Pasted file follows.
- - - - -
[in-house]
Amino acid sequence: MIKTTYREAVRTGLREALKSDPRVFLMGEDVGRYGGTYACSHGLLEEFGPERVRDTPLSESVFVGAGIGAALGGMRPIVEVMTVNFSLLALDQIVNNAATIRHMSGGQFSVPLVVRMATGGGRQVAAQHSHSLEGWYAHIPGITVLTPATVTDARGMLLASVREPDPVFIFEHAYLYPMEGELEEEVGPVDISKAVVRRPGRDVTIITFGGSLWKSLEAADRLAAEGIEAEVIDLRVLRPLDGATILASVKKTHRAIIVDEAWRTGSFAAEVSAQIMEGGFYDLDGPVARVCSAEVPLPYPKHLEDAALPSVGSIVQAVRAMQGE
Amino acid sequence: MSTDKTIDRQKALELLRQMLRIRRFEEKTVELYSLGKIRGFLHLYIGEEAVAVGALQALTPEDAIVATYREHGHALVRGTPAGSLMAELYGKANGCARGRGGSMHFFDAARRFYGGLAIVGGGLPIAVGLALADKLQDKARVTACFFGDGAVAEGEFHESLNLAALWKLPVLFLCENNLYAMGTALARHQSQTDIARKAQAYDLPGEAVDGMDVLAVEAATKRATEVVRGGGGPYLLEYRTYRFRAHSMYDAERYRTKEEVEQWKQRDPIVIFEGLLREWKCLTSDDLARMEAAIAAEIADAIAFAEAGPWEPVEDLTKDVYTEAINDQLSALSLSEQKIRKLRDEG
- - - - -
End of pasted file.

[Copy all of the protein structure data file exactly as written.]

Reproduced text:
[in-house]
Amino acid sequence: MIKTTYREAVRTGLREALKSDPRVFLMGEDVGRYGGTYACSHGLLEEFGPERVRDTPLSESVFVGAGIGAALGGMRPIVEVMTVNFSLLALDQIVNNAATIRHMSGGQFSVPLVVRMATGGGRQVAAQHSHSLEGWYAHIPGITVLTPATVTDARGMLLASVREPDPVFIFEHAYLYPMEGELEEEVGPVDISKAVVRRPGRDVTIITFGGSLWKSLEAADRLAAEGIEAEVIDLRVLRPLDGATILASVKKTHRAIIVDEAWRTGSFAAEVSAQIMEGGFYDLDGPVARVCSAEVPLPYPKHLEDAALPSVGSIVQAVRAMQGE
Amino acid sequence: MSTDKTIDRQKALELLRQMLRIRRFEEKTVELYSLGKIRGFLHLYIGEEAVAVGALQALTPEDAIVATYREHGHALVRGTPAGSLMAELYGKANGCARGRGGSMHFFDAARRFYGGLAIVGGGLPIAVGLALADKLQDKARVTACFFGDGAVAEGEFHESLNLAALWKLPVLFLCENNLYAMGTALARHQSQTDIARKAQAYDLPGEAVDGMDVLAVEAATKRATEVVRGGGGPYLLEYRTYRFRAHSMYDAERYRTKEEVEQWKQRDPIVIFEGLLREWKCLTSDDLARMEAAIAAEIADAIAFAEAGPWEPVEDLTKDVYTEAINDQLSALSLSEQKIRKLRDEG